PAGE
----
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I have more than 1000 Linux/Unix(Solaris) servers in my network and I want to implement some kind of centralized login server. So that I create users on one server and he can able to login on any of the server in my network. But there would be some exception that I want to implement like, every I dont want to give every user access to every server. Like guy from the development team should not be able to access servers of Fault Management team and vice versa.

I dont want to use LDAP. I heard about Kerberos and RADIUS or Radius+SSH+LDAP. Please suggest which will be the better way to go. I just want centalized user management and server access management.

Thanks & Regards Ramesh Kumar

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I'll bet you'll get better recommendations if you explain what you don't like about LDAP – Brad Mace Oct 6 '10 at 2:34
Agreed, Kerberos (for authN) and LDAP (for authZ) is really hard to beat. – EEAA Oct 6 '10 at 2:46
up vote 1 down vote accepted

You have to have a central user store, which means a directory service of some sort. These days that means Active Directory, eDirectory, OpenLDAP, or some other LDAP-style server. Then that central server can talk different kinds of authentication protocols with the understanding that sooner or later the authentication service will talk back to the directory service and that the directory service will probably be talking LDAP. This is the case even if the directory service has its own API because everything speaks LDAP so applications generally use that nowadays.

Active Directory, of course, is the simplest choice to make these days since Microsoft has pushed it pretty strongly to be ubiquitous and it meets most needs.

I prefer eDirectory because it has very great stability and scalability, is more Unix-friendly than AD (both for clients and servers), and has a replication model that cannot be beat.

Openldap (and its derivations including Apple's Open Directory) is much cheaper and modifiable than the others, being the open source entry, but my impression is that it is a bit more fragile in large deployments and management is messier.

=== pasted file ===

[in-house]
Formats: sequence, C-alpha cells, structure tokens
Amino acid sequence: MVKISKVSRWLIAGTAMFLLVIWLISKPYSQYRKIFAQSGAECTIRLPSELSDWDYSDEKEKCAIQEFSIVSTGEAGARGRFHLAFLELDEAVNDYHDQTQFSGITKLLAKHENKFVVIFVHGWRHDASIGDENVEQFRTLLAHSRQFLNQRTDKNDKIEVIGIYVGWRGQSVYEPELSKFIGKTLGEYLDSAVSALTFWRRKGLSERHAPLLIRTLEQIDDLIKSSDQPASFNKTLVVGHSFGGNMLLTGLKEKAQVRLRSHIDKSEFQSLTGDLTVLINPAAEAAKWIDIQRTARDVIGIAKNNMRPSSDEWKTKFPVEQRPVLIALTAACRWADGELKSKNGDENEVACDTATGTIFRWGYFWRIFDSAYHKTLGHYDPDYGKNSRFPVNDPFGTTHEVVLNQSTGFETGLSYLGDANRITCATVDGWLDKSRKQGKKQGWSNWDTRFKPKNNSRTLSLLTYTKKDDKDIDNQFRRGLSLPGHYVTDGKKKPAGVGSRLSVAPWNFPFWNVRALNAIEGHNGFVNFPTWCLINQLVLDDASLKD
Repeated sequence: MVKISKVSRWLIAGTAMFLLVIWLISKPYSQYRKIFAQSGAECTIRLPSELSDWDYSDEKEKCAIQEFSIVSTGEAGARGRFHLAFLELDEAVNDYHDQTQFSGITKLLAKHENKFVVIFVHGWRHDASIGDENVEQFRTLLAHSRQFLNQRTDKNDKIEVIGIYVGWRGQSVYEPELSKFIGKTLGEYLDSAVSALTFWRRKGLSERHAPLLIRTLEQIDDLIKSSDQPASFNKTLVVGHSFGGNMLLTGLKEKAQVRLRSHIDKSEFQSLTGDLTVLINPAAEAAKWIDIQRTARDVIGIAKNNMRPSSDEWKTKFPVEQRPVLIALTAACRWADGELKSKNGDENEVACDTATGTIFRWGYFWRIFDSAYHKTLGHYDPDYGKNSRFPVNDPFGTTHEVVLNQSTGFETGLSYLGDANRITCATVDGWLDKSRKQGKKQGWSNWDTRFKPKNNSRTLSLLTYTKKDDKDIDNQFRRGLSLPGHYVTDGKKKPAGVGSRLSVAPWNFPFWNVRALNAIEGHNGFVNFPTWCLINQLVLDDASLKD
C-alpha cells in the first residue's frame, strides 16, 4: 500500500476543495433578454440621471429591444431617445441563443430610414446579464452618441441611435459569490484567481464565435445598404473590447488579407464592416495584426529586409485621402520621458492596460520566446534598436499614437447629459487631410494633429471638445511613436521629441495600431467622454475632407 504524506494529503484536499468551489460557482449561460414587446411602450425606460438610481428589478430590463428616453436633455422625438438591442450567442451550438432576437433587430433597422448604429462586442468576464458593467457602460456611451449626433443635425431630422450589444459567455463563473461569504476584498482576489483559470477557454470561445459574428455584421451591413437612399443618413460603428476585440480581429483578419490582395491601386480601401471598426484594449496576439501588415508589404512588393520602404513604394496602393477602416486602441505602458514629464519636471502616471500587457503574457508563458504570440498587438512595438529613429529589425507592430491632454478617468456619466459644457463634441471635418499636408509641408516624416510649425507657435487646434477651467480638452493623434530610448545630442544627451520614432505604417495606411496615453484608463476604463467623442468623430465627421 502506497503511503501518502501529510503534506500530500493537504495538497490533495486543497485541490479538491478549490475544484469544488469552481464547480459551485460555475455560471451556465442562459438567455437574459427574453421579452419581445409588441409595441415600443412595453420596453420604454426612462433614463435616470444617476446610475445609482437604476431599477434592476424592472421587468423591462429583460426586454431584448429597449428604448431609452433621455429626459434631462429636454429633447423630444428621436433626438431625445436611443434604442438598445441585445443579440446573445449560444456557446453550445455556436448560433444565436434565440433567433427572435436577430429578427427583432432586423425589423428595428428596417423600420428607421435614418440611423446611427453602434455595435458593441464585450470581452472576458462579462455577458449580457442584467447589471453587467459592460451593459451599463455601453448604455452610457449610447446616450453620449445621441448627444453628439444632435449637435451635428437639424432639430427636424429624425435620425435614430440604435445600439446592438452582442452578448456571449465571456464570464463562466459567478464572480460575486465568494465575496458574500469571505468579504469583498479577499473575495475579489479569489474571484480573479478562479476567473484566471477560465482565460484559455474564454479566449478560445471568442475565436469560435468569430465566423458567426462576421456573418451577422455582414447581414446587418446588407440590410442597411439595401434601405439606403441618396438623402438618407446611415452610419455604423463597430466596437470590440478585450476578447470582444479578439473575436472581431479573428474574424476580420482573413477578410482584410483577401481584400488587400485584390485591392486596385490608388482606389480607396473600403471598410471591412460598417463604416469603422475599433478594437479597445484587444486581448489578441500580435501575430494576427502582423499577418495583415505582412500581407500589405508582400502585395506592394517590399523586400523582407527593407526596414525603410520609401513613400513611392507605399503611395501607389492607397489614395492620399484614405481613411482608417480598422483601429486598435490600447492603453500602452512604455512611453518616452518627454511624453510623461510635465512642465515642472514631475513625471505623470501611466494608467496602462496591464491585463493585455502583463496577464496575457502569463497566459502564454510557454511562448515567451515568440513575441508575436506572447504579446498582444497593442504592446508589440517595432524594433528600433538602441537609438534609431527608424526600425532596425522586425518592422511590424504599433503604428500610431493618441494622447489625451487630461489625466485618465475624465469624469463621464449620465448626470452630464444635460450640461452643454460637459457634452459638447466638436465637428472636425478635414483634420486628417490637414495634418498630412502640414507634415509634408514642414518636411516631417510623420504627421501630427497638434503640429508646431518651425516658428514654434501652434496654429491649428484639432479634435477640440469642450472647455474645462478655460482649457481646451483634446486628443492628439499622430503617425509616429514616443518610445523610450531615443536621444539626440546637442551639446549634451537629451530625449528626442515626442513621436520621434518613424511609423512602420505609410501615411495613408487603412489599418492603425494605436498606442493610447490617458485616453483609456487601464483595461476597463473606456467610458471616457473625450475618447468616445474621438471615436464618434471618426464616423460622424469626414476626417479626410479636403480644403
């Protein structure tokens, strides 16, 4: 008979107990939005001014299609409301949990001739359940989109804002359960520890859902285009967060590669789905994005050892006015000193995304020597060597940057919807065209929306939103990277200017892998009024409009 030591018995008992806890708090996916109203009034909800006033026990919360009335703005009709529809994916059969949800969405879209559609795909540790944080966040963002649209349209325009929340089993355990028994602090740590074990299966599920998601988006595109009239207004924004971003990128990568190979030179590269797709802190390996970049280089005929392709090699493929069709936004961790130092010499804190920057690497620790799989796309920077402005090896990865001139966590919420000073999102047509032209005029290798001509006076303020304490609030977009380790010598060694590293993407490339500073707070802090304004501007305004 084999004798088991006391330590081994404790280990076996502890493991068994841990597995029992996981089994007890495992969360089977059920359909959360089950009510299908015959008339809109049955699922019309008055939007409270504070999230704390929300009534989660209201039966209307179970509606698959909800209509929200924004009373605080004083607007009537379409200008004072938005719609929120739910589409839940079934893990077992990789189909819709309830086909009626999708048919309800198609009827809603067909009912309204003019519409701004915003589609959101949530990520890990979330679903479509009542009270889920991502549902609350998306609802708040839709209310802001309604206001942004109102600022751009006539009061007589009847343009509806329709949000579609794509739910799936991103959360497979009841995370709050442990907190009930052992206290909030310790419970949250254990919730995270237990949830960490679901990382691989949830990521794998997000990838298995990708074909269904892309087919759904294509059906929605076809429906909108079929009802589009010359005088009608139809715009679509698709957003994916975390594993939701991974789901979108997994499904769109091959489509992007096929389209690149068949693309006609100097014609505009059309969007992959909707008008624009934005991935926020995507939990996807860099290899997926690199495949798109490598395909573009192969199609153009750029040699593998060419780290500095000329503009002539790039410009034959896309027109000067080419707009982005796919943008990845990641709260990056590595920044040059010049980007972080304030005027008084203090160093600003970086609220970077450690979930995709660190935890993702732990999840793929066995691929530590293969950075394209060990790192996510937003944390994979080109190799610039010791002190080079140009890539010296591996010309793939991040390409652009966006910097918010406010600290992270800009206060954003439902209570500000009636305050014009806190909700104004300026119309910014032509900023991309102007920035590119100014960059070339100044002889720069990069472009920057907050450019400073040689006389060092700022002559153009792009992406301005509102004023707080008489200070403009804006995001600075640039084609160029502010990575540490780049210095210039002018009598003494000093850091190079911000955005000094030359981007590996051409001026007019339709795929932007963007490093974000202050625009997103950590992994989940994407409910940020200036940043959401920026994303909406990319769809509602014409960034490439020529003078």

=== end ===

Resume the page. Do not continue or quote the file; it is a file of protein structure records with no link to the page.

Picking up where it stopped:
There are some other LDAP servers out there as well (such as Oracle Directory Server which might fit in well with your Sun boxes), but I am less familiar with them and so cannot give firm details. Given that you seem to want to avoid LDAP, you might want to check which authentication methods each directory service supports for Unix servers and base your decision on that.

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There really is only one solution: LDAP, unless you go the really legacy route: NIS, NIS+.

LDAP can work really well with netgroups for setting which people have access to which servers, there's Fedora project wiki on this subject. You can also keep sudo configuration in LDAP, and for the added benefit, there are already web management solutions for it, GOsa² being one of the better, more Linux-centric ones.

Maybe just tell us why you don't want LDAP, this way we may be able to mitigate your problems with it...

There are three ways to work around the problem of network or server down:

  • use a replicated setup with multiple LDAP servers (both nss_ldap and pam_ldap will use backup server when the primary is down), OpenLDAP documentation is quite extensive at this topic
  • use caching on the client, pam_ccreds or Fedora SSSD
  • go the heaviest route: use additional LDAP server on most critical servers
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I'm not the author of the question, but I have a similar problem. Just was wondering, what happens when ldap server is down? Is there some sort of caching on a client machine? Will it be possible to authenticate at all? – facha Oct 6 '10 at 8:01
I've updated the answer. And, no, when the LDAP server is down name resolving and authentication doesn't work, you need caching or fallback servers to keep authentication working – Hubert Kario Oct 6 '10 at 9:54
the above comment was referring to accounts in LDAP, locally created users will still work without LDAP (if the system was properly configured) – Hubert Kario Oct 6 '10 at 16:31

If your linux is a Red Hat derivative, then take a look at freeipa. Then you get a sanely managed ldap + kerberos setup in an easy manner. They have a solaris client as well, hopefully somebody at Canonical will wake up and free the resources necessary to get Ubuntu clients working in such a domain.

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